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http://www.math.ucla.edu/~yanovsky/Teaching/Math151A/hw5/Hw5_solutions.pdf

gets past the details of the Intermediate Value Theorem on the following paragraph. If someone could fill in the details for me, it would be greatly appreciated because I'm having a hard time understanding.

$$\begin{align}

\left(\frac{3}{12h}f^{(5)}(\xi_1)+\frac{18}{12h}f^{(5)}(\xi_2)-32\frac{6}{12h}f^{(5)}(\xi_3)+243\frac{1}{12h}f^{(5)}(\xi_4)\right)\frac{h^5}{120}&= \\

\left(\frac{3}{12}f^{(5)}(\xi_1)+\frac{18}{12}f^{(5)}(\xi_2)-32\frac{6}{12}f^{(5)}(\xi_3)+243\frac{1}{12}f^{(5)}(\xi_4)\right)\frac{h^4}{120}&= \\

6f^{(5)}(\xi)\frac{h^4}{120}&= \\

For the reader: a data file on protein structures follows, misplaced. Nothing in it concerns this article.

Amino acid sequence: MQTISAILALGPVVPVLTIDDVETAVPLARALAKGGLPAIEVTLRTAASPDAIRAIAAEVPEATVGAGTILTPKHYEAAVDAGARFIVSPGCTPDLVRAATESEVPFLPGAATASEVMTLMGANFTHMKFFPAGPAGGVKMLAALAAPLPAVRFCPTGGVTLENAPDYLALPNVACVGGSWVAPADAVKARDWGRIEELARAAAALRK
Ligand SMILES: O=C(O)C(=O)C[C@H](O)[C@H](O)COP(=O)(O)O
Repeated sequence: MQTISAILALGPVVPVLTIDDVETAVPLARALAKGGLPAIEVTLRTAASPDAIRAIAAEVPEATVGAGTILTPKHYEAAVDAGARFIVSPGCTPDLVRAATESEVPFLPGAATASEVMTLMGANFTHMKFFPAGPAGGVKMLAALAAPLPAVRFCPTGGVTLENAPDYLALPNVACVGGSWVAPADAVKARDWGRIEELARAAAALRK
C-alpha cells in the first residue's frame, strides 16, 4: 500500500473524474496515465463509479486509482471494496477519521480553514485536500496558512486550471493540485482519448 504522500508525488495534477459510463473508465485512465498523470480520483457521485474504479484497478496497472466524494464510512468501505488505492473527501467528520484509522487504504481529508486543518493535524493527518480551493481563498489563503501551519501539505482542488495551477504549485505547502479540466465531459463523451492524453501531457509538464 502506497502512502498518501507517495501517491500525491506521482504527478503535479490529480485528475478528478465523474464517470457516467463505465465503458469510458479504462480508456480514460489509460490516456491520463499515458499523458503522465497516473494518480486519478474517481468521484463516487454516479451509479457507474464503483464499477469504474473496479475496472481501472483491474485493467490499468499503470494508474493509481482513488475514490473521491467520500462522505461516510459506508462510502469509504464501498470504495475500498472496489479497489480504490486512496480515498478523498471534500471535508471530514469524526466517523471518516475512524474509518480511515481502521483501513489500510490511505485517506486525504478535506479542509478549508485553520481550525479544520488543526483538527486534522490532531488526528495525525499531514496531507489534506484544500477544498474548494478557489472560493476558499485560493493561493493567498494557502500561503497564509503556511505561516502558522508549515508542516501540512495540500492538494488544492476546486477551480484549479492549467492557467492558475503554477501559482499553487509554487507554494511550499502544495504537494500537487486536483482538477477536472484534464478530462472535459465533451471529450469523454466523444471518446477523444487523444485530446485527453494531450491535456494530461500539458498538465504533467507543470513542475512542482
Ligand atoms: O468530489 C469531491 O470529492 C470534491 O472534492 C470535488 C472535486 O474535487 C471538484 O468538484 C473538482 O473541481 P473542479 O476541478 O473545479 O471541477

\frac{h^4}{20}f^{(5)}(\xi)

\end{align}$$

"Note that the IVT was used above..."

Shouldn't it be

"Suppose $f^{(5)}$ is continuous on $[x_0-h,x_0+3h]$ with

$x_0-h < \xi_1<x_0<\xi_2<x_0+h<\xi_3<x_0+2h<\xi_4<x_0+3h.$ Since $\frac{1}{4}[f^{(5)}(\xi_1)+f^{(5)}(\xi_2)+f^{(5)}(\xi_3)+f^{(5)}(\xi_4)]$ is between $f^{(5)}(\xi_1)$ and $f^{(5)}(\xi_4)$, the Intermediate Value Theorem implies that a number $\xi$ exists between $\xi_1$ and $\xi_4$, and hence in $(x_0-h,x_0+3h)$, with $f^{(5)}(\xi)=\frac{1}{4}[f^{(5)}(\xi_1)+f^{(5)}(\xi_2)+f^{(5)}(\xi_3)+f^{(5)}(\xi_4)]$"?